Based on their mechanism of action, the mRNA interferases of E. coli can be divided into two types, those that cleave mRNA at the ribosomal A site (RelE, YafQ and YoeB) and those that cleave mRNA independently of the ribosome (MazF, ChpBK, HicA) (Pedersen et al., 2003; Zhang et al., 2003; 2005a; Christensen-Dalsgaard and Gerdes, 2008; Jørgensen et al., 2009; Prysak et al., 2009; Zhang and Inouye, 2009). Of the ribosome-dependent mRNA interferases, RelE has been particularly well described. RelE associates with the ribosomes (Galvani et al., 2001) and cleaves mRNA positioned at the A site between the 2nd and 3rd nucleotides of the codon, both in vitro and in vivo (Christensen and Gerdes, 2003; Pedersen et al., 2003). RelE can cleave within all codons, including stop codons, but have sequence preferences. For example, codons with a G at the 3rd position are cleaved much more efficiently than codons with a G at the 2nd position. RelE exhibits an incomplete RNase Sa fold – that is, it lacks the catalytic aa triad present in homologous RNases (Li et al., 2009). This fact is consistent with the observation that RelE does not cleave naked RNA in vitro. YoeB of E. coli exhibits a similar fold, but contains the catalytic triad and consistently, YoeB cleaves naked RNA in vitro although with low efficiency (Kamada and Hanaoka, 2005). However, recent evidence suggests that YoeB, like RelE, cleaves mRNA by a ribosome-dependent mechanism in vivo (Christensen-Dalsgaard and Gerdes, 2008; Li et al., 2009; Zhang et al., 2009). YafQ, another RelE homologue of E. coli, has similarly been shown to cleave naked RNA in vitro whereas cleavage in vivo was dependent on translation of the target RNA (Prysak et al., 2009).
The first ribosome-independent mRNA interferase to be described was MazF of E. coli (Zhang et al., 2003). MazF cleaved translated and non-translated RNAs at ACA sites. Early investigations from our laboratory suggested that MazF activity depended on translation of the substrate RNA (Christensen and Gerdes, 2003) whereas other groups clearly did not observe such dependency (Zhang et al., 2005b). This puzzle was recently resolved by the observation that translation stimulates MazF cleavage seemingly by unfolding the secondary structure of the target RNA (Christensen-Dalsgaard and Gerdes, 2008).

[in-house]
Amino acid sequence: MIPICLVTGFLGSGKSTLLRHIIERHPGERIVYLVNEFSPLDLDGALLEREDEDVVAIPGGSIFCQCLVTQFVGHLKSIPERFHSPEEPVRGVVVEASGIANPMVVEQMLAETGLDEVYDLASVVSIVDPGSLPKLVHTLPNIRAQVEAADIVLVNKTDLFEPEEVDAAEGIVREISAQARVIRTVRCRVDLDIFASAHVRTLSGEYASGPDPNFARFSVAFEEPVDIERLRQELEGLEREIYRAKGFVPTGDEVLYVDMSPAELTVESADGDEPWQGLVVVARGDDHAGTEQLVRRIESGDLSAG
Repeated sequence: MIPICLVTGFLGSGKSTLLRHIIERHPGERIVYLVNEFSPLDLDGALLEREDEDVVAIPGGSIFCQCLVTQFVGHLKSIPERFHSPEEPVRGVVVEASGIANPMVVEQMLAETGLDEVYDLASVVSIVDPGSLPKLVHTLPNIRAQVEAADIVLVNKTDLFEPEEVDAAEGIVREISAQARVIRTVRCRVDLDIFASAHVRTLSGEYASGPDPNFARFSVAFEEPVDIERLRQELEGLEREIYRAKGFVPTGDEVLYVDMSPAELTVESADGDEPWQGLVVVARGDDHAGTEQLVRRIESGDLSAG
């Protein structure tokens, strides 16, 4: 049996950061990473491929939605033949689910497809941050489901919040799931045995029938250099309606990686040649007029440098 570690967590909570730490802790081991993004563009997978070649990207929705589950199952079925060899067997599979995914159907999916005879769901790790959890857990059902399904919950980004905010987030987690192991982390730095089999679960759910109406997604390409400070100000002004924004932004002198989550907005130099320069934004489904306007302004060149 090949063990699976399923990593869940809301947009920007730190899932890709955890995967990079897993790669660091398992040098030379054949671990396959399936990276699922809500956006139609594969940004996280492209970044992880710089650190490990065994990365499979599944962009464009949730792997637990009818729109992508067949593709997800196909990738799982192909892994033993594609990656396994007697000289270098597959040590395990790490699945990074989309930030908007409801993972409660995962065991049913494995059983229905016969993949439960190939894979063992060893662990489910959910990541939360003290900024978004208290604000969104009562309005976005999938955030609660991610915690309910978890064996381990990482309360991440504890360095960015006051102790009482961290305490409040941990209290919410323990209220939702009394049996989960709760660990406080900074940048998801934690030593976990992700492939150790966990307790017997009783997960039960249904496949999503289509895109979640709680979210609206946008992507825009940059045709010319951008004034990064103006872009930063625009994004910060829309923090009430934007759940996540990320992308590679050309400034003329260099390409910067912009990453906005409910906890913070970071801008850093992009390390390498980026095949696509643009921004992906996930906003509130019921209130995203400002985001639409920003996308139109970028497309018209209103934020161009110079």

One important objective in the TA field is to determine the biological function of TA loci. To firmly address this question it is crucial to know the exact number of redundant systems in the organisms of interest. To that end we wish to identify all TA loci present in the model organism E. coli. A recently developed Web-based algorithm, RASTA-Bacteria was previously used to suggest additional potential TA loci in E. coli (Sevin and Barloy-Hubler, 2007). Here we validate and characterize three of these new TA loci in E. coli, yafNO, ygjNM and ygiUT, and demonstrate that they all encode mRNA interferases that are induced by aa starvation and other stressful conditions. Two loci encode ribosome-dependent mRNA interferases while the third cleaves mRNA as an RNA restriction enzyme, independently of translation. Interestingly, the three TA loci responded differentially to various environmental stresses, indicating that TA loci may serve to restrict translation during different adverse growth conditions.
Secondary structure predictions according to PSIPRED (McGuffin et al., 2000) suggested that toxins HigB/YgjN, YgiU/MqsR and YafO all belong to the RelE super-family of RNases (Fig. S1). higBA loci encode RelE-homologous mRNA interferases (Pandey and Gerdes, 2005; Christensen-Dalsgaard and Gerdes, 2006). The sequence similarity with RelE is usually modest and we defined higBA loci as relBE loci with an inverted gene order – that is, the toxin is encoded by the first gene of the TA operon. According to the EcoCyc database (Keseler et al., 2009), the ygjNM genes have not been investigated before. Based on the experimental evidence presented here showing that YgjN is functionally related to RelE, the fact that the ygjNM locus has an ‘inverted’ gene order (Fig. 1), and the strong resemblance of the predicted secondary structures between RelE and YgjN, we suggest that ygjNM be renamed higBA. We also believe that the ygiUT (mqsR/ygiT) locus fits the criteria for being named a higBA locus. However, as its original name has been used several times in the literature we chose to keep the original nomenclature.